Anesthesiologists in Victoria hospitals discovered in November that their cupboards were bare of key drugs. It’s a pattern rippling across Canadian hospitals, and doctors are warning it could get worse.
Ian Courtice, a Victoria anesthesiologist, said a standard drug used at the start of anesthesia was unavailable. Remifentanil is a short-acting narcotic for day surgery and neurosurgery. Although it can be replaced with alternatives, patients like it because it causes little nausea and they recover quickly from its effects. The shelves were restocked within a week or two, but he said hasn’t been the only shortfall.
More worrying, he said, was a critical shortage of thiopentone, a fast-acting barbiturate. “There is nothing else to replace it with.” He said Victoria hospitals were able to re-supply before they ran out, so it didn’t have a clinical impact.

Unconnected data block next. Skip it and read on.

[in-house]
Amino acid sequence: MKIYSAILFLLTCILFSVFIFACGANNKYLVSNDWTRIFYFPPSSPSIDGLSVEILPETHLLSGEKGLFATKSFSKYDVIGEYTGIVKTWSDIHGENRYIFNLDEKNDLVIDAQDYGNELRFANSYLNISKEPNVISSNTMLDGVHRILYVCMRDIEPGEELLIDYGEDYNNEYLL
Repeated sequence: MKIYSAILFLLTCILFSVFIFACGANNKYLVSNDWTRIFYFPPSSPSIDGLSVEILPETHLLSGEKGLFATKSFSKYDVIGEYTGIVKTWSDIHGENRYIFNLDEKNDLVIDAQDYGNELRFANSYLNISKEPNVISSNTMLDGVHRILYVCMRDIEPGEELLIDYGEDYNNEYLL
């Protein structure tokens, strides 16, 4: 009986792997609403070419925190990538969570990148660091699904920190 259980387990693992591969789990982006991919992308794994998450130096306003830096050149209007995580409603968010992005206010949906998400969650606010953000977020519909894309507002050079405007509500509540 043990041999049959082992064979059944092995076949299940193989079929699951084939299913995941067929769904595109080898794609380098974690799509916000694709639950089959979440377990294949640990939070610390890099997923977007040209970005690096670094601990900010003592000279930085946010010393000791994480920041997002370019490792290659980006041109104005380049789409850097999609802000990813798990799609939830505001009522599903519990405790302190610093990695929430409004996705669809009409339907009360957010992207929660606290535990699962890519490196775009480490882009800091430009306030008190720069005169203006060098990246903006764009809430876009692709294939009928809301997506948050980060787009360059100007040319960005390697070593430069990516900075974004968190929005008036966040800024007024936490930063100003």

But if similar shortages in the United States continue, Canadian hospitals could be in trouble, cautioned Brian Warriner, head of anesthesiology, pharmacology and therapeutics at the University of British Columbia.
He said Vancouver hospitals have been with without thiopentone for months. Although it is used in only a minority of procedures, it is especially useful in certain cases such as brain trauma. “That drug is virtually unavailable,” he said.
The shortfalls, experienced in some hospitals across the country, are mostly an inconvenience. Dr. Warriner said he’s more concerned with the U.S. shortage of propofol, which is the most common drug used to take patients through the first stage of anesthesia.
“A loss of remifentanil would not be devastating to our practice. A loss of propofol would be,” he said. “It’s a drug we use by the gallon every day. It would be tough to live without.”
He said it is not clear the U.S. shortages will be felt in Canada, but if production of propofol doesn’t catch up, non-emergency operations could be affected.
“If this becomes a real threat, we will have to stockpile propofol, and we have to consider if we can continue to do elective surgery.”